5. Newborn and post-pregnancy services
Although millennials are deferring parenthood for longer than previous generations, many do eventually want to have kids. In fact, according to an analysis of government data by the Pew Research Center, as of 2018, more than half of millennial women have had a child.
Now, both millennials and Generation Z are considering parenthood, and the need for child-oriented businesses is growing, starting with post-pregnancy and newborn-related services. And as a result, a 2018 Research and Markets report expects the maternity care market in North America to reach over $3 billion by 2023.
Demand for doulas and lactation consultants, in particular, has risen among new mothers, and both business options have relatively low overhead requirements beyond education and certification.
See how to get your business started quickly
Find the money to get going: Compare the best small business loan options right now.
Set up a bank account: Details on how to get a free business checking account.
Start accepting credit cards and other payments: Options and how to use point-of-sale systems.
Start tracking your profits: Pick out and set up simple accounting software.
6. Enrichment activities for children
While Americans continue to have children, shrinking budgets for education mean that both traditional academics and enrichment subjects like music, art and athletics often take a significant hit.
A successful business to start might be one that teaches enrichment activities to children. According to a 2018 U.S. Census Bureau report, kids are just as involved in extracurricular activities today as they were 15 years ago. And some research indicates that nearly half of American parents spend more than $1,000 annually on their children’s activities.
You could launch a gymnastics center or music school, become a swimming instructor or kids’ yoga teacher, or focus on some other child-centered activity. If you have a skill that could be easily taught to young students, you might already have a profitable business in the making.
7. Mobile apps and entertainment for children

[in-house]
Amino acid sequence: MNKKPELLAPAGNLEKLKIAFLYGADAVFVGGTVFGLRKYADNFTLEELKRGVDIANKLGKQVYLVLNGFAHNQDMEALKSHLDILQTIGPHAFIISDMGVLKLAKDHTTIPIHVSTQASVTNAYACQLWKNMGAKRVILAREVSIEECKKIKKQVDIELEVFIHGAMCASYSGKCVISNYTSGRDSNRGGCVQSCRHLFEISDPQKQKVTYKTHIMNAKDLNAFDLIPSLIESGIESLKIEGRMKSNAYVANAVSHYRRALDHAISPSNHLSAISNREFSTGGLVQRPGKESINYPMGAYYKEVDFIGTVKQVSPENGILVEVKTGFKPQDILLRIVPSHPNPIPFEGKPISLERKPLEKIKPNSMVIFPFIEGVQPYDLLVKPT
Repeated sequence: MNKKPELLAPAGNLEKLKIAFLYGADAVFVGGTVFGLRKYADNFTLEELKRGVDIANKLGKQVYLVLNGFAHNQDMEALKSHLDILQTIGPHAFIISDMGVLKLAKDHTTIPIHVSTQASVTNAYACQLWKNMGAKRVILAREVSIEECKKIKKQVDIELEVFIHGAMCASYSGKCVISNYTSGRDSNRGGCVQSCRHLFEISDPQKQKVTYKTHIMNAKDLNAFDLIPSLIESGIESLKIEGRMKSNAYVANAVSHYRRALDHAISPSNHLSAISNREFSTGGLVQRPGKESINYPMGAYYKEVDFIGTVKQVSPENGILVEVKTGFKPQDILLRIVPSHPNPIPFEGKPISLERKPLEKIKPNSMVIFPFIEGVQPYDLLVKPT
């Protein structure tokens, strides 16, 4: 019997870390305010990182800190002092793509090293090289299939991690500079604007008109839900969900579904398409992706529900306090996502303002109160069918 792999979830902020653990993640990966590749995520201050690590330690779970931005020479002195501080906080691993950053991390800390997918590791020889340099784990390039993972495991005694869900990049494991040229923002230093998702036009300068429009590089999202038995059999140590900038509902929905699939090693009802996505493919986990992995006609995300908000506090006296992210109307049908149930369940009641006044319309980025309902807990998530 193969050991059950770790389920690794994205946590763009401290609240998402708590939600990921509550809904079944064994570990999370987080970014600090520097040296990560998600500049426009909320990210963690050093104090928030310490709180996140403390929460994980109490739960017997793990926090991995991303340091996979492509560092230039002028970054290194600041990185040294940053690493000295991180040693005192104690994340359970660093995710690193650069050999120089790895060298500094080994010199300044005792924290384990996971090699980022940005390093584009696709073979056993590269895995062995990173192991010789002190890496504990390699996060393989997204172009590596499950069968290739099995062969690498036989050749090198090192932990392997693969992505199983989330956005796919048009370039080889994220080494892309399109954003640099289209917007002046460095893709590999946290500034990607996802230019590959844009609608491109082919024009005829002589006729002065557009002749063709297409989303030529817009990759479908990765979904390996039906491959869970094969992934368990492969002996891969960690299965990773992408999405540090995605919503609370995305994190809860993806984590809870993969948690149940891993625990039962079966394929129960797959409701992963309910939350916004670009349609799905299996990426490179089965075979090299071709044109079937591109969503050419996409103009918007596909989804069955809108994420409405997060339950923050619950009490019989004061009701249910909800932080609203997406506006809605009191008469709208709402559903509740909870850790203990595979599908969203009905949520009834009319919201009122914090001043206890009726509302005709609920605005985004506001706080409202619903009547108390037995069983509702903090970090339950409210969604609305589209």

If your interests are in development and engineering, you might consider gearing your technology toward the youngest users. Research shows that demand for tablets, apps and mobile entertainment for children is on the rise — especially if those products are education-focused.
According to a Learning First Alliance report on mobile devices and early childhood education produced by research firm Grunwald Associates, more than 60% of parents surveyed believe that mobile devices and apps have benefits for teaching kids skills in reading, math, science and world languages.
Do you have an idea for an educational app for children or parents? If so, now's the time to move forward on your bright idea for the next generation and make this potentially profitable business a reality.
8. Shared accessories and attire
Sites like Rent the Runway and Gwynnie Bee have banked on the idea of the sharing economy — where we want and need to own less stuff, so instead, we share resources.
These companies offer borrowed or rented clothing and accessories at a fraction of their purchase prices, and because the same piece of inventory generates revenue multiple times, the profitability of these ventures can be significant. According to a 2021 study by the reselling platform Mercari, the secondhand-clothing market is projected to more than triple by 2030.
Do you have an eye for fashion and a sense of style not currently offered by other rental services? Maybe you’re ready to be the next big thing.
Even if you’re not prepared to launch a multimillion-dollar fashion startup, you can just as easily profit from shared fashion at the local level. Gather some favorite accessories or clothing picks and host a borrowing party — where customers can rent or purchase items from your closet — for high school students before the next formal dance.
If you’re in a college town, Greek life formals are another great opportunity to profit from shared economy fashion. And because you’re taking shipping costs out of the equation, you have the potential to be even more profitable.
9. Shared home improvement equipment
Are you the go-to person in your neighborhood for every lawn, garden and home repair tool? Why not turn those tools into a profitable business by advertising your available equipment beyond your immediate friend group?
You might even decide to invest in more specialized and higher-cost equipment that would be useful to those around you. And if a customer doesn’t know how to use a specific tool, combine equipment rental with your mobile service for even more cash in the bank.
Home improvement spending has increased since the start of the COVID-19 pandemic — and U.S. households spent an average of $8,305 on improvement projects in 2020 alone, according to a study from Home Advisor. As more people continue to invest in fixer-upper houses and remodel, this could be a big opportunity.